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Rudy Fernandez - SG, 6'6, 185
Signed in Spain - Signed with Real Madrid
       Date of birth: 04/04/1985
       Country: Spain
     Drafted (NBA): 24th pick, 2007
     Out of: DKV Joventut (Spain)
  NBA Experience: 4 years
  Hand: Right

From blog:

   The best of what's left after what was the best of what's left has gone and is no longer left

- Garret Siler * - Siler was linked to the Heat; however, with 15 guaranteed contracts and 2 partially guaranteed ones ahead of him, it now no longer makes sense. Maybe if Miami completes the Mario Chalmers/Dexter Pittman for Moody Fernandez trade, but in light of Aunt Flo's latest message to Rudy, that doesn't now look possible either.

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   Chicago's Last Resort Offseason Plan That Still Manages To Avoid Signing Joe Johnson

Rudy had a great rookie year, showing terrific athleticism, a fine outside jumpshot, and uncanny chemistry with fellow Spaniard Sergio Rodriguez. He became one of the most desired backups in the league, and thus became overrated by fans and the Blazers alike.

Unfortunately for them, Rudy had a bad sophomore year. He suffered from a couple of injuries to his back and quadriceps, which did not help, but he also did nothing but cast up bad shots and added nothing notable to his game. He's still an awesome athlete and spot-up shooter with good passing vision, but Fernandez drove the ball even less than before, defended with whatever the opposite of aplomb is, shot 38%, and managed to turn it over quite an impressive amount for a man who rarely dribbles against traffic. Worse still, Rudy sulked his way through the season, complaining about his minutes constantly, missing Rodriguez openly, and further remonstrating his sulking through his apathetic play. It was not a good year, and the "at this point we're only trading Rudy for a star" brigade soon turned into a "just let him go back to Spain, he's not an NBA player" clamour within a few short months.

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   2011 NBA Draft Diary

Pick 26: One guy falls a long way every year, and this year it was Jordan Hamilton, whose slump is getting Rashard Lewis-esque here. It finally ends, however, when he is picked by Dallas at #26.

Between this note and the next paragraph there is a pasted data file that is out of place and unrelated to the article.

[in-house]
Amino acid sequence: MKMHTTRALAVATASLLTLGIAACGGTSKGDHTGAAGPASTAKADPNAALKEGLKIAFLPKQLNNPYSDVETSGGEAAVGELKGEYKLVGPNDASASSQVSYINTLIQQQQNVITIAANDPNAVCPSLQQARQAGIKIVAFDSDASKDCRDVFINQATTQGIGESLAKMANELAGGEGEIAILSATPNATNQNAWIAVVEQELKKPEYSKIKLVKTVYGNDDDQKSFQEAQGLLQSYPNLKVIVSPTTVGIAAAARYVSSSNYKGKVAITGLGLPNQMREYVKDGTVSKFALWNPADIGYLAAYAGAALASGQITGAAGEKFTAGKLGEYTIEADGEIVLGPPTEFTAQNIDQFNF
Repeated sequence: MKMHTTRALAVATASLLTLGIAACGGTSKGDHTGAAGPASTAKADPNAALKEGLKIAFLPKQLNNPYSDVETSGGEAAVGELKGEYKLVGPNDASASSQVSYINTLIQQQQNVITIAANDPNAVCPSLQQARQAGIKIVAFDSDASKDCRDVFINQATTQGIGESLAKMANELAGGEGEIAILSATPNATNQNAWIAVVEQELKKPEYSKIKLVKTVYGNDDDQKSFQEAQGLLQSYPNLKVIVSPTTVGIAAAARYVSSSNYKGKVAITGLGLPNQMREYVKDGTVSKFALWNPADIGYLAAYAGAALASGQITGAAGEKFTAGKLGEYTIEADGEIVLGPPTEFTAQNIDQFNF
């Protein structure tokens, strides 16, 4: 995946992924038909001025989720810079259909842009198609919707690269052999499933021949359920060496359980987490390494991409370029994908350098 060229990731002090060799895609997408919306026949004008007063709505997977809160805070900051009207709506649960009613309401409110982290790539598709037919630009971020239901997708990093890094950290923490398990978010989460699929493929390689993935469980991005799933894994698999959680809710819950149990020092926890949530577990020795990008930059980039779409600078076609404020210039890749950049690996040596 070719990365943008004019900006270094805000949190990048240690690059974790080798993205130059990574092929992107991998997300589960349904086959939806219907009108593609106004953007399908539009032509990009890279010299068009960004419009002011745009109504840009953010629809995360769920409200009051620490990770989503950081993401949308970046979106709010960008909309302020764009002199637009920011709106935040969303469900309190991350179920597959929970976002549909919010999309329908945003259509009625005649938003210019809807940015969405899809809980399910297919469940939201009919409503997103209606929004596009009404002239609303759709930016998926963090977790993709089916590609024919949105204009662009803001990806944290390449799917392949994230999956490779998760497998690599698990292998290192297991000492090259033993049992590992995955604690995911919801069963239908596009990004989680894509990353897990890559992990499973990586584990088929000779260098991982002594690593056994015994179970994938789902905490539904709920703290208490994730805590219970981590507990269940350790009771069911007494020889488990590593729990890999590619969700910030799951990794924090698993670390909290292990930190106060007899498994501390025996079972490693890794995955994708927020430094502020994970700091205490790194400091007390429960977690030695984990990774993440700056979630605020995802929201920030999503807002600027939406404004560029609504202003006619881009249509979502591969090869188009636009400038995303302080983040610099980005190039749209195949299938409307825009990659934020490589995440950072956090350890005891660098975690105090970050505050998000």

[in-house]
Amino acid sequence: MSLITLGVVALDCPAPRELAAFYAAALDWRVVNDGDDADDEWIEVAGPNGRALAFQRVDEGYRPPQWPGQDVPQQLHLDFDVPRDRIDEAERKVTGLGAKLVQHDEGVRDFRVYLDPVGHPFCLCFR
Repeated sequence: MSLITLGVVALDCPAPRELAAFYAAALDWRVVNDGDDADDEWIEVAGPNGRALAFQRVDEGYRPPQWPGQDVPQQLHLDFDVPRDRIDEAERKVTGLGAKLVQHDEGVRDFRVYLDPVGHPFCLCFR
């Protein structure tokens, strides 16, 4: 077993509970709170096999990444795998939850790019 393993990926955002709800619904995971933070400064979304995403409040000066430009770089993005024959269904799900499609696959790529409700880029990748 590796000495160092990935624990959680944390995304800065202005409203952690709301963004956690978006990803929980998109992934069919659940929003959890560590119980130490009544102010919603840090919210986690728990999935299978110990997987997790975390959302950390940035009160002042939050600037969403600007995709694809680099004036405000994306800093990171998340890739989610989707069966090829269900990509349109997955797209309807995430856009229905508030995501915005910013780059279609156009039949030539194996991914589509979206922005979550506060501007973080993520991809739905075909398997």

Dallas just won the NBA championship, and they did it without Rodrigue Beaubois (injured, then DNP-CD) or Caron Butler (out for the year) playing in the second half of the season. They had enough depth even without those two players, who, conceivably, would be a pretty strong starting wing rotation in their own right. And now they've added to that depth with both Corey Brewer and Jordan Hamilton. Hamilton is a lottery talent that should never have fallen this far. With no buyout or injury issue, it's bizarre why he did. He's somewhat selfish on the court, but not THAT selfish. Dallas gets a steal.

.....At least, they briefly get a steal. The Mavericks later make an entirely unexpected deal - they wriggle their way into the aforementioned Blazers/Nuggets deal, and trade Hamilton's draft rights to Portland [edit: Denver], in exchange for Rudy Fernandez and the draft rights to Petteri Koponen. Koponen is largely irrelevant - there is not a great chance that he ever joins the NBA, and even if he does, Nick Calathes is better - and so the inclusion of Rudy is the main one. It is also a bizarre one. Assuming Jub Jub Barea is re-signed - and he surely must be - the Mavericks will now have a five guard rotation of Barea, Rudy, Beaubois, Jason Terry and Jason Kidd. Shawn Marion and Corey Brewer are at small forward; if Butler is retained, as well as perhaps Peja Stojakovic, then the depth becomes ridiculous. And that all assumes that there's no chance DeShawn Stevenson, who started the vast majority of their championship season, returns.

Where, exactly, is Rudy going to play? And why would you give up what may go on to be the draft's biggest steal just to get a 37% shooting temperamental Spaniard who doesn't play much defense and who is fully committed to returning to Spain at the earliest possible opportunity? Not a Mavs-like move.

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Signed in Spain


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Note: Non-US teams that the player has played for are, unless stated otherwise, from the top division in that nation. If a league or division name is expressly stated, it's not the top division. The only exceptions to this are the rare occasions where no one league is said to be above the other, such as with the JBL/BJ League split in Japan.

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